The balloon landing, however, was bumpy and jerky, far removed from our smooth landing at Adelaide airport. The comparison is far-fetched, but the negatives fade away when memories of floating around over beautiful landscape is etched in your memory for ever.
Emirates airline flies directly to Adelaide from Dubai on Tuesday, Thursday, Friday and Sunday. Soon, there will be daily flights to Adelaide. Log on to www.emirates.com
The highest point in the southern Mount Lofty Ranges, it is located about 15km east of the centre of the city of Adelaide. It offers panoramic views of the city and the Adelaide plains and foothills.
Access to the summit can be gained by road. Visitors can drive, walk or cycle to the summit. Mount Lofty is the coldest location in Adelaide. It is the most common location for snow in South Australia.
Hahndorf is a small and beautiful town. Old-world charm welcomes people to this wonderful place cocooned around 20km away from Adelaide. According to our guide, the founding of Hahndorf has a colourful history: Fleeing religious persecution in Prussia, German immigrants with the help of a sympathetic captain took off in a ship called Zebra to Southern Australia. They were helped by the ship’s captain, Hahn, to set up a town near the present Adelaide, way back in 1838. The settlement was named Hahndorf in honour of the captain. German influence is apparent in the traditional architecture of the original surviving buildings.
The Wildlife Park gives visitors an opportunity to walk through large enclosures and interact with Australian animals such as kangaroos, koalas and emus, and to see others including wombats, dingoes and many bird and reptile species. The park also has a variety of rare and endangered species such as the yellow-footed rock wallaby, bush stone-curlew and brush-tailed bettong.
Visitors also can have private photography sessions with the koalas.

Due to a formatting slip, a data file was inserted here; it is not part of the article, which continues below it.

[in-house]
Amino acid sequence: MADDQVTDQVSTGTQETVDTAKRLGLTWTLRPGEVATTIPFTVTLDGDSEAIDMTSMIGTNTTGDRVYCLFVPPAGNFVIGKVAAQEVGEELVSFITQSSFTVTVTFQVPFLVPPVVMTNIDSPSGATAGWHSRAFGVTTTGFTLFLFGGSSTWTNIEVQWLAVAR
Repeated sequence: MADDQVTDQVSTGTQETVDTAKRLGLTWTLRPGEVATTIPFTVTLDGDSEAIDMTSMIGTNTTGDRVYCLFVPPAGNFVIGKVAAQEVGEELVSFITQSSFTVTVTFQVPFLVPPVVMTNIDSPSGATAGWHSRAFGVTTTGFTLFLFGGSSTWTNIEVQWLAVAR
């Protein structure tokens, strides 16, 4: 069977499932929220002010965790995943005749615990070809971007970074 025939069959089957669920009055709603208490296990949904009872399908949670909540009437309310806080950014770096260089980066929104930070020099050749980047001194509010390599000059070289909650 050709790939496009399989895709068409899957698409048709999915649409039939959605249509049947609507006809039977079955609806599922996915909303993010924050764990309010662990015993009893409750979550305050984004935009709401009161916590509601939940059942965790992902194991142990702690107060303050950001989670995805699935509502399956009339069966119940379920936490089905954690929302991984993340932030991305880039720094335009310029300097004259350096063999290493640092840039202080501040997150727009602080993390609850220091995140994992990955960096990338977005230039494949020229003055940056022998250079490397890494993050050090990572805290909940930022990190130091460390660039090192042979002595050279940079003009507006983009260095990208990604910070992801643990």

THE LOUISE RESORT: BAROSSA VALLEY
The Louise is a luxury resort surrounded by vineyards of the Barossa. The Louise suites, with unique design and private terraces and outdoor showers, redefine luxury. Louise stands out in Barossa Valley, which in itself is a visual treat with vineyards connecting rolling hills, villages, hamlets and farmlands. Log on to www.thelouise.com.au
Balloon flight over the picturesque Barossa Valley is another exciting entertainment/adventure to look forward to.
South Australia has Mediterranean climate with cool, wet winters and hot, dry summers. The average summer temperature is 29 degrees Celsius. The average winter temperature is a mild 15 degrees Celsius.
Adelaide is noted for its many festivals and sporting events, its food, wine and culture and its long beachfronts.
Adelaide, probably the only British colony of free settlers (others were mostly convict colonies), was established in 1836. Though established as a British province, and very much English in terms of its culture, Adelaide attracted immigrants from other parts of Europe early on: Italian, Greek, Dutch, Polish and other European immigrants came to Adelaide after the Second World War. Indo-Chinese immigrants also started to flow in after Vietnam War in 1975.
According to the 2011 census, Adelaide has a population of 1.23 million.
Adelaide is north of the Fleurieu Peninsula, on the Adelaide Plains between the Gulf St Vincent and the low-lying Mount Lofty Ranges which surround the city.
Named in honour of Adelaide of Saxe-Meiningen, queen consort to King William IV, the city was founded in 1836 as the planned capital for a freely settled British province in Australia.
Source: Travel and tourism websites